"Years of planning, volunteer hard work and dreaming have gotten us to where we are today," said Larry Luxenberg, president of the Appalachian Trail Museum Society -- the non-profit organization that was formed in 2002 to lead efforts to establish the museum. "The museum will be more than a building and the midway point on the 2,178 mile trail that stretches from Maine to Georgia. It will be a tribute to the thousands of men, women and families who have hiked and maintained the Appalachian Trail, making it arguably the most famous hiking trail in the world."
Exhibits at the museum will tell the stories of the founding, construction, preservation, maintenance, protection and enjoyment of the trail since its inception in the 1920s. The museum will portray not only the history of the trail but also the essence of the physical, intellectual, emotional and spiritual human experience of the Appalachian environment and the culture of hiking.
Luxenberg said the initial featured exhibit at the museum will tell the story of one of the region's favorite sons - York County, Pennsylvania, outdoorsman Earl Shaffer, who in 1948 became the first person to hike the Appalachian Trail in a single season. The trail shelter that this humble hiker, poet and WWII soldier built on Peters Mountain, Pennsylvania, was recovered in 2008, and it will be part of the exhibit.
Artifacts from other early hikers including Grandma Gatewood, Gene Espy and Ed Garvey and general trail history will be on display. Also planned is a children's discovery area to introduce children to the trail, hiking and other outdoor activities. The museum will include an inside and outside center to welcome hikers and give visitors a chance to hear directly from them about their Appalachian Trail experiences.
The museum also will display on a large screen the more than 12,000 thru-hiker photos taken at Appalachian Trail Conference (ATC) headquarters in Harpers Ferry, West Virginia, since 1979. Thru-hikers are hikers who hike the Appalachian Trail from start to finish rather than in sections - an experience that typically takes six months. The photo project, with support from a grant by the Quimby Foundation and in cooperation with ATC, includes a website where all the pictures will be accessible. More information and forms granting permission to display individual photos are available by writing to email@example.com.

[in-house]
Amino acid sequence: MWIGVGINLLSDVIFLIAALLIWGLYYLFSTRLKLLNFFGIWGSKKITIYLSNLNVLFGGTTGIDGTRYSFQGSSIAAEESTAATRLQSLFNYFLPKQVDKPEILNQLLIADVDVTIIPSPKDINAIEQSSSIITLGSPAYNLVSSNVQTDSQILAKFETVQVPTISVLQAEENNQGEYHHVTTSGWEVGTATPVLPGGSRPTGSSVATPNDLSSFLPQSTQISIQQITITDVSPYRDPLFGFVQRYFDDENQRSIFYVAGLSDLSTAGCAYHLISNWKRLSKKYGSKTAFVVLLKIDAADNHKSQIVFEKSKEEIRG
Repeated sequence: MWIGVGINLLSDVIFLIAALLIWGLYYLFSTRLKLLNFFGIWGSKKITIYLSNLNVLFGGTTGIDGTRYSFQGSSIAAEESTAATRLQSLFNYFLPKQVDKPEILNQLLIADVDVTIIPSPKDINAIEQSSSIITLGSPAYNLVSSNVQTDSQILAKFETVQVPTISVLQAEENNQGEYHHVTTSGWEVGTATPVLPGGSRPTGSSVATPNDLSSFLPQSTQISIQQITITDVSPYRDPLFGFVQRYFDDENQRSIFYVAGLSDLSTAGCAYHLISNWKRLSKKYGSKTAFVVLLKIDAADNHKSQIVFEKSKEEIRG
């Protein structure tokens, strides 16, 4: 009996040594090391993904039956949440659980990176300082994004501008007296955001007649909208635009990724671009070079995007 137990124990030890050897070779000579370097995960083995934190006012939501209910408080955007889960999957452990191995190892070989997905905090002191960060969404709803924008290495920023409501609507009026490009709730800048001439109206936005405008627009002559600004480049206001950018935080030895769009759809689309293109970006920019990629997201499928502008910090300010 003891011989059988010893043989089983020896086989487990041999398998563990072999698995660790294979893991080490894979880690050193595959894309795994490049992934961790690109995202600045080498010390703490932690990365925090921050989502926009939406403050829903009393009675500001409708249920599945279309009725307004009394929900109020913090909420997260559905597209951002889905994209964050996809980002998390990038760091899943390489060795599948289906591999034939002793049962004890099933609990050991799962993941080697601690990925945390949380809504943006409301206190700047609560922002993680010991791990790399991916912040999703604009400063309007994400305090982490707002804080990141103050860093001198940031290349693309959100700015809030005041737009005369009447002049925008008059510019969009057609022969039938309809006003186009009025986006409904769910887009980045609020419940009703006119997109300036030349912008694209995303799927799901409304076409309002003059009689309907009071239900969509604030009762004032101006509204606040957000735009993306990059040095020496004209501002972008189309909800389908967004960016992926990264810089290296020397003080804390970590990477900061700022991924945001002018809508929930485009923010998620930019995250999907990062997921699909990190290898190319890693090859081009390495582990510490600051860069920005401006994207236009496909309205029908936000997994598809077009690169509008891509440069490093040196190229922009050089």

The grand opening for the museum will be at 11 a.m. on Saturday, June 5 -- National Trails Day. The museum is approximately 15 miles west of Gettysburg, Pennsylvania, at Pine Grove Furnace State Park. "We will mark the occasion with a grand celebration: a ribbon cutting ceremony, three days of hikes sponsored by local clubs and interpretative programs with children and families in mind," Luxenberg said. "At first, the museum will operate on weekends in the spring and fall and five afternoons per week from Memorial Day to Labor Day."
The museum is adjacent to the National Historic District of Pine Grove Furnace State Park and the Pine Grove General Store. It also is near the Ironmasters Hostel, and two miles from the midway point of the Appalachian Trail. Both the store and the hostel are popular stops for Appalachian Trail thru-hikers.
Restoration work on the Old Mill will be done largely by volunteers under the leadership of the Potomac Appalachian Trail Club's North Chapter "Yankee Clippers" crew. Luxenberg said the museum society is looking for volunteers to help staff the building and others to lead programs such as talks, nature walks and demonstrations of outdoor skills with an emphasis on programming for children. The museum society is continuing to collect artifacts. More information is available at the museum's website, www.atmuseum.org and firstname.lastname@example.org.